And this is something that I keep realizing here– that a lot of people here don’t seem to have that expectation. I have a lot of friends here who are from a different [higher] economic class than I am, and more often than you might expect they are the ones telling me I pay too much for services. (Maids, the doorman I hired for my birthday party.) I am also sometimes shocked at how little people offer to pay me for things, and even more shocked when they are surprised to be turned down. That could be a different story I guess, but my point is– I take for granted that it’s worth it to pay people well, as long as they’re honest, because they will care more about doing a good job if they know you value it. A lot of people don’t seem to think that is kind of a cornerstone of adult life like I do?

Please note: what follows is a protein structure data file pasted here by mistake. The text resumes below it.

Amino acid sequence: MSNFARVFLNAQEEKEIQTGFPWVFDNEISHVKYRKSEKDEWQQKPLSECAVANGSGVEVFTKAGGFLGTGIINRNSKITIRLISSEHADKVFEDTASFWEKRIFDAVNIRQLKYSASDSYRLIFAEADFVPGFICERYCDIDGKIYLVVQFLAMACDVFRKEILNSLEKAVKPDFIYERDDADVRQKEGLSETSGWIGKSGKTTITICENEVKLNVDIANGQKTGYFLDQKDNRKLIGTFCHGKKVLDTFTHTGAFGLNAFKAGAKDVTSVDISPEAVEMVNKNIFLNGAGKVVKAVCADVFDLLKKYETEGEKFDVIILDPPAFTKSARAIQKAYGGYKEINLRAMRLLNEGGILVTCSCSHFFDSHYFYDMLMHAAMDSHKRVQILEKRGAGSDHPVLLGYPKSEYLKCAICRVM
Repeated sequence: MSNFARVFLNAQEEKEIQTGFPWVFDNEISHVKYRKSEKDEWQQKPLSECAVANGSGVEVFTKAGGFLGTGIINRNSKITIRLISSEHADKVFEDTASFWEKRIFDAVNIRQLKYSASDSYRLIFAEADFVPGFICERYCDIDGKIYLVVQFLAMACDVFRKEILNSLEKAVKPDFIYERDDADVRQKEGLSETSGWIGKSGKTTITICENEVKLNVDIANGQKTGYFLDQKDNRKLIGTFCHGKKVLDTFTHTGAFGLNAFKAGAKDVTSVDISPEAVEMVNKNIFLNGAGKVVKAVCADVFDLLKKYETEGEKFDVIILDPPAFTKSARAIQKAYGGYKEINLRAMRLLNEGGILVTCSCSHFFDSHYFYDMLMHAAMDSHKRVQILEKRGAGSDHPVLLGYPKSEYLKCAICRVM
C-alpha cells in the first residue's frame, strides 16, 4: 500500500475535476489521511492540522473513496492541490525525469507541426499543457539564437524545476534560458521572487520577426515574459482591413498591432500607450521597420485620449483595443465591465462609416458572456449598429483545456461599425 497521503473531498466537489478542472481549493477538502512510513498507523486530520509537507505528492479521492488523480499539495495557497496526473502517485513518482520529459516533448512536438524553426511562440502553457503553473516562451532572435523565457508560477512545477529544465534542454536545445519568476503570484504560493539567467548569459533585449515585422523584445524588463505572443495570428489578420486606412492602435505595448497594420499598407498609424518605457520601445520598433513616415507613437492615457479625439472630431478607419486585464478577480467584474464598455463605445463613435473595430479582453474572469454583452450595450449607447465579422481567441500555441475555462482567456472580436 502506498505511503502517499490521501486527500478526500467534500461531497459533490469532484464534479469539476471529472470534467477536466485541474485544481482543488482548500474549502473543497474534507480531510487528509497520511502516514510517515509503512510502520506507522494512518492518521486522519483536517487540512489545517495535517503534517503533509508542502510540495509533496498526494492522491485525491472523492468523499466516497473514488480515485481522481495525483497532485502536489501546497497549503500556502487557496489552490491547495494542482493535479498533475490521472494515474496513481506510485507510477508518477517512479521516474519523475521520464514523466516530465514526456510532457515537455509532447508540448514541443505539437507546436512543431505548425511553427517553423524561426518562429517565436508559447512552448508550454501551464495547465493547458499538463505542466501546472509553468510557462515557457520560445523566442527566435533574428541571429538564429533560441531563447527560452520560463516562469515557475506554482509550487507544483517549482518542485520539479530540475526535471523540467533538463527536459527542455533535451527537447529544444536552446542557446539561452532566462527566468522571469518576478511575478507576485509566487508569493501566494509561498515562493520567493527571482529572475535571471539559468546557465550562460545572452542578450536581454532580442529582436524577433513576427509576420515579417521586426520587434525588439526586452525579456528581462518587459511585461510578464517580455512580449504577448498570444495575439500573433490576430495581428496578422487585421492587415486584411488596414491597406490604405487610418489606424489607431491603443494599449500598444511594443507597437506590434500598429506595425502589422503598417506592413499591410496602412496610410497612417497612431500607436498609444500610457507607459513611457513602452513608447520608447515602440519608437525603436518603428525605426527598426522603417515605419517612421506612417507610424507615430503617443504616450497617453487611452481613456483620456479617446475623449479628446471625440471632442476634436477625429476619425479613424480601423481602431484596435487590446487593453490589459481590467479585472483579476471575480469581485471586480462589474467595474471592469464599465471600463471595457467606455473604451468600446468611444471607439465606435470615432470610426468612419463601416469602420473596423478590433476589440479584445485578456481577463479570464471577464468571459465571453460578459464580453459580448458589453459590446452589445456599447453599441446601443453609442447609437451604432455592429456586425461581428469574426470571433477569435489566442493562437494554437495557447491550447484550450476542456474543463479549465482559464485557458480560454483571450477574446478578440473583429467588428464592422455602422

Another aspect of this, I guess just how big of a gringa I am, came across yesterday. I was taking a taxi in Estado de Mexico, where taxis are quite a bit pricier than in DF because they don’t take fares off the street. I got a promise of a fair-enough rate for a ten- or twelve-minute ride, 50 pesos. I told the dispatcher and the driver where I was going – Sexta Sección, Altavitta – but as we got to Sexta Sección, it turned out that Altavitta was not there, only near there. So we got a little bit turned around, no more than four or five minutes though. And the whole while the guy was doing that Mexican sigh “oooh” thing, I guess a sort of tsk tsk equivalent, giving you warning that they consider you to have been in the wrong, basically.

We were going from the bottom right corner of this map to the top left, basically – the Carl’s Junior at the junction to near La Cúspide, which is a mall. Sexta Sección, a housing development, is on the right side of the Superavenida Lomas Verdes, and Altavitta, a set of high-rise apartment towers, is on the left.

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fines (multas)